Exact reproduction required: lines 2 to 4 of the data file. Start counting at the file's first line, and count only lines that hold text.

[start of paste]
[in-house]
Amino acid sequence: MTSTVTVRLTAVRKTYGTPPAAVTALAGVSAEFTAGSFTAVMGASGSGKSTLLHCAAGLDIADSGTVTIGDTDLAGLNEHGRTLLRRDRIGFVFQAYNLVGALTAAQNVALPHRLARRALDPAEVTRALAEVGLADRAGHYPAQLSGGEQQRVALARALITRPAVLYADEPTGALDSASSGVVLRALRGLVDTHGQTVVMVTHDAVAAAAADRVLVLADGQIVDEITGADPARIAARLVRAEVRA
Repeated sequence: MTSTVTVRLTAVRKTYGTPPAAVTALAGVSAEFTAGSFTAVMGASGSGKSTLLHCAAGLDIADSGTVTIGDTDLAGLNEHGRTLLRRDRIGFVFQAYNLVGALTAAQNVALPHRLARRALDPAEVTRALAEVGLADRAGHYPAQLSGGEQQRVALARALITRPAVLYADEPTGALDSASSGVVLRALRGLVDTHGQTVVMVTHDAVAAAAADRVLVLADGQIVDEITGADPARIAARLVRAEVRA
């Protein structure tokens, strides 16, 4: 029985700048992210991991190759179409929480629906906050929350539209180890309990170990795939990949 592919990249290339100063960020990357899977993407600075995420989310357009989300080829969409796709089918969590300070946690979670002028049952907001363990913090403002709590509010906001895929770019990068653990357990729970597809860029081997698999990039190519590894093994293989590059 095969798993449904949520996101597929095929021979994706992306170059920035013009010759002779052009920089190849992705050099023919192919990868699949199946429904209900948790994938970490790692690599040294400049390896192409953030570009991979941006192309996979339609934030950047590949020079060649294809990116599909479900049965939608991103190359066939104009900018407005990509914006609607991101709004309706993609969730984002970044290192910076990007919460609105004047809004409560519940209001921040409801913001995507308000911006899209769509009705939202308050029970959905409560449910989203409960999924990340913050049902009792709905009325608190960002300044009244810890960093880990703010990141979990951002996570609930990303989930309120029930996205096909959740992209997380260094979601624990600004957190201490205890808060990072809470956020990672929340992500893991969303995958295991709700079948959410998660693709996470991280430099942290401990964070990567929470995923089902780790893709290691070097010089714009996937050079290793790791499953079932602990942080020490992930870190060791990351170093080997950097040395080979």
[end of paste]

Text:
Amino acid sequence: MTSTVTVRLTAVRKTYGTPPAAVTALAGVSAEFTAGSFTAVMGASGSGKSTLLHCAAGLDIADSGTVTIGDTDLAGLNEHGRTLLRRDRIGFVFQAYNLVGALTAAQNVALPHRLARRALDPAEVTRALAEVGLADRAGHYPAQLSGGEQQRVALARALITRPAVLYADEPTGALDSASSGVVLRALRGLVDTHGQTVVMVTHDAVAAAAADRVLVLADGQIVDEITGADPARIAARLVRAEVRA
Repeated sequence: MTSTVTVRLTAVRKTYGTPPAAVTALAGVSAEFTAGSFTAVMGASGSGKSTLLHCAAGLDIADSGTVTIGDTDLAGLNEHGRTLLRRDRIGFVFQAYNLVGALTAAQNVALPHRLARRALDPAEVTRALAEVGLADRAGHYPAQLSGGEQQRVALARALITRPAVLYADEPTGALDSASSGVVLRALRGLVDTHGQTVVMVTHDAVAAAAADRVLVLADGQIVDEITGADPARIAARLVRAEVRA
């Protein structure tokens, strides 16, 4: 029985700048992210991991190759179409929480629906906050929350539209180890309990170990795939990949 592919990249290339100063960020990357899977993407600075995420989310357009989300080829969409796709089918969590300070946690979670002028049952907001363990913090403002709590509010906001895929770019990068653990357990729970597809860029081997698999990039190519590894093994293989590059 095969798993449904949520996101597929095929021979994706992306170059920035013009010759002779052009920089190849992705050099023919192919990868699949199946429904209900948790994938970490790692690599040294400049390896192409953030570009991979941006192309996979339609934030950047590949020079060649294809990116599909479900049965939608991103190359066939104009900018407005990509914006609607991101709004309706993609969730984002970044290192910076990007919460609105004047809004409560519940209001921040409801913001995507308000911006899209769509009705939202308050029970959905409560449910989203409960999924990340913050049902009792709905009325608190960002300044009244810890960093880990703010990141979990951002996570609930990303989930309120029930996205096909959740992209997380260094979601624990600004957190201490205890808060990072809470956020990672929340992500893991969303995958295991709700079948959410998660693709996470991280430099942290401990964070990567929470995923089902780790893709290691070097010089714009996937050079290793790791499953079932602990942080020490992930870190060791990351170093080997950097040395080979």